Central Coast Resource Conservation and Development Council Partnership for Agriculture and Other End Users
The California Integrated Waste Management Board (CIWMB) (now known as the California Department of Resources Recycling and Recovery or CalRecycle) approved $70,000 at its June 1999 board meeting to fully fund a compost/mulch demonstration partnership headed by the Central Coast Resource Conservation and Development Council (CCRC&DC). The CCRC&DC teamed up with a private consultant, Buchanan Associates, compost producers, and vegetable growers in the Pajaro River Watershed to develop much-needed technical and economic data for farmers in a major agricultural region of the state.
This project was designed to address the needs of the compost processing and agricultural end-user communities by providing detailed data on soil properties and processes, and the integration of crop production data with detailed assessments of organic materials and their fate and impact on soils.
- Develop agronomic and economic data on the effects of municipal organic products (yard trimmings, manure, and manure compost) used as soil amendments in different soils.
- Quantify the impact of using compost on soil nitrogen and crop nitrogen use efficiency.
- Demonstrate and analyze the cost-effectiveness of using yard trimmings mulch for erosion control.
- Work with the U.S. Department of Agriculture’s Natural Resources Conservation Service and local Resource Conservation Districts to define a role for municipal organics products in their nutrient and soil conservation planning efforts.
- Fiscal Agent: CCRC&DC.
- Partnership Manager: Jeff Rodriquez, CCRC&DC Area Project Coordinator.
- Project Manager: Marc Buchanan, Ph.D., Buchanan Associates.
- Sponsoring Partners: CIWMB, CCRC&DC, Zanker Road Resource Management, Sunland Garden, five area grower co-operators.
- Outreach Activities: The partnership held two field-day events targeted to growers, appropriate local agencies, municipal organic processors, and other land managers during the project term.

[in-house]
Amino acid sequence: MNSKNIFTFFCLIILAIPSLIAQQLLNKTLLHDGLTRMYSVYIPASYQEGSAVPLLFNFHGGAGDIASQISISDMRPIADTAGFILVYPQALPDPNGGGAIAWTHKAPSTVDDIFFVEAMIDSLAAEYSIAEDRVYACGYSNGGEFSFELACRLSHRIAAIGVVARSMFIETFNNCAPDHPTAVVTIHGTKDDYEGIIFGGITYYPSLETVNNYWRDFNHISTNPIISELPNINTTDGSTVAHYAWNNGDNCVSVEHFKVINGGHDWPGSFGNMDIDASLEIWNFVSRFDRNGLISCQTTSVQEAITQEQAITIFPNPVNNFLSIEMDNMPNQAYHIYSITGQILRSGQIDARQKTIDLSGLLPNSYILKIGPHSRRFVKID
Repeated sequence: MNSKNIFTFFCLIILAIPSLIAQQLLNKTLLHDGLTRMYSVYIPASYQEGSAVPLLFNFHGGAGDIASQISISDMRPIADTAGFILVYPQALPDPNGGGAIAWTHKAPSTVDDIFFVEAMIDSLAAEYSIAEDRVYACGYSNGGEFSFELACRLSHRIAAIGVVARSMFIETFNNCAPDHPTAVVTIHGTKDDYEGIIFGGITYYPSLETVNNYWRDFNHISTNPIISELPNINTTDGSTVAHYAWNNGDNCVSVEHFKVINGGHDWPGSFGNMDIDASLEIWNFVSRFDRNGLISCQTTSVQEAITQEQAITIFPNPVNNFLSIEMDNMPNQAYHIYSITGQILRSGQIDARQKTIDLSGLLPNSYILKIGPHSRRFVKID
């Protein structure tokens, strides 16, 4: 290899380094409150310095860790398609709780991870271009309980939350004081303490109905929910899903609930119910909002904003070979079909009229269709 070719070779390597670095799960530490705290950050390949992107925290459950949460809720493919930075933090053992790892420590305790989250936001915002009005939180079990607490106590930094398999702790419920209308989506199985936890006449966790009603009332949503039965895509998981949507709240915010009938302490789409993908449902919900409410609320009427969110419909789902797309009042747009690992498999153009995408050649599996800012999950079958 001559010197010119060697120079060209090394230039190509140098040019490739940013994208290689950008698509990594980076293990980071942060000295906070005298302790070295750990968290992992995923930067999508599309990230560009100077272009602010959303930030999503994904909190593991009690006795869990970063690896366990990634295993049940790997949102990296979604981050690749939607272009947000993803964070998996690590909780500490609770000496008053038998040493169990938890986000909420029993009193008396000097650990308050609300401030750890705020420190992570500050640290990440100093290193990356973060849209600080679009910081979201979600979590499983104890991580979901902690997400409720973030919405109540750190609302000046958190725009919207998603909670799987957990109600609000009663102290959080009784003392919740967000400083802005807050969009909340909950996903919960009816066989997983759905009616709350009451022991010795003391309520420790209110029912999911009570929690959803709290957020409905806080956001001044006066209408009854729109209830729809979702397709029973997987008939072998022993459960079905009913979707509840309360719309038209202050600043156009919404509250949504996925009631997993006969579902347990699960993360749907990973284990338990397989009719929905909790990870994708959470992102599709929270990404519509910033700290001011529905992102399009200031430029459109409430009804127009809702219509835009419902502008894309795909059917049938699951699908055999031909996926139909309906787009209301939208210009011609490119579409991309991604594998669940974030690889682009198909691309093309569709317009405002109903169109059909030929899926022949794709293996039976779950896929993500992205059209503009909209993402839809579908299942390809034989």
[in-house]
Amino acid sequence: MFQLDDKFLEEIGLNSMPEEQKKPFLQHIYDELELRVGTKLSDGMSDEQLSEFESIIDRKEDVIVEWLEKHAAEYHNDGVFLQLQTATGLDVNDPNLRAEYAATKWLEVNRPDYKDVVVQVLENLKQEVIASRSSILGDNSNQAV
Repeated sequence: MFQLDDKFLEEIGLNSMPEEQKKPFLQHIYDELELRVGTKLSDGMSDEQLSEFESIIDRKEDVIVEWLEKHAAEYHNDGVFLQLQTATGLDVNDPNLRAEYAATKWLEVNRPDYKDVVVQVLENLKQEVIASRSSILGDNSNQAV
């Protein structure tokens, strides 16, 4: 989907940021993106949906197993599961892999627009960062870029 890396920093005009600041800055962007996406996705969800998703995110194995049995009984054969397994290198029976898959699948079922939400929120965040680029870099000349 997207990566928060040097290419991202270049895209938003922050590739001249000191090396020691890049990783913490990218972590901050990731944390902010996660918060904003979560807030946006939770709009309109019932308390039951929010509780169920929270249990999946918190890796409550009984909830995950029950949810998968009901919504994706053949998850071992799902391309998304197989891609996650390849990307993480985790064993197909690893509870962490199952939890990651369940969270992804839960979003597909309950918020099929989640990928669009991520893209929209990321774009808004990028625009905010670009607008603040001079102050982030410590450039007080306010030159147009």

- Development of Work Plan. The project manager worked with the CIWMB to develop a work plan. The work plan identifies the specific roles for each of the major partners and defines the shared coordination responsibilities.
- Develop and Disseminate Information. The project manager worked with the local Resource Conservation Districts, County University California Cooperative Extension offices, and local composters to develop an outreach program which targets growers and other land managers in the region.
- Conduct Field Days and Workshops. The partnership held two field-day events targeted to growers, appropriate local agencies, municipal organic processors, and other land managers during the project term.
- Evaluation of Project. The project manager assessed impacts of compost-mulch to evaluate potential benefits [nutrient use efficiency, soil stabilization] or negative impacts [nutrient supply] on soil and crops in the region.
- Final Report. A Compost Maturity and Nitrogen Release Characteristics in Central Coast Vegetable Production (#442-02-015) report characterizing three compost types produced within the Pajaro River Watershed green waste, blends of green waste and poultry manure, and poultry manure.
- Analyze the impacts of manure, manure composts, and yard trimmings composts on crop productivity, crop quality, and soil properties on three distinctly different soil types (sandy, loamy, and clayey.)
- Analyze compost produced by combining yard trimmings and manure composts on crop productivity, crop quality, and soil properties.
For more information contact: Compost Use in Agriculture, email@example.com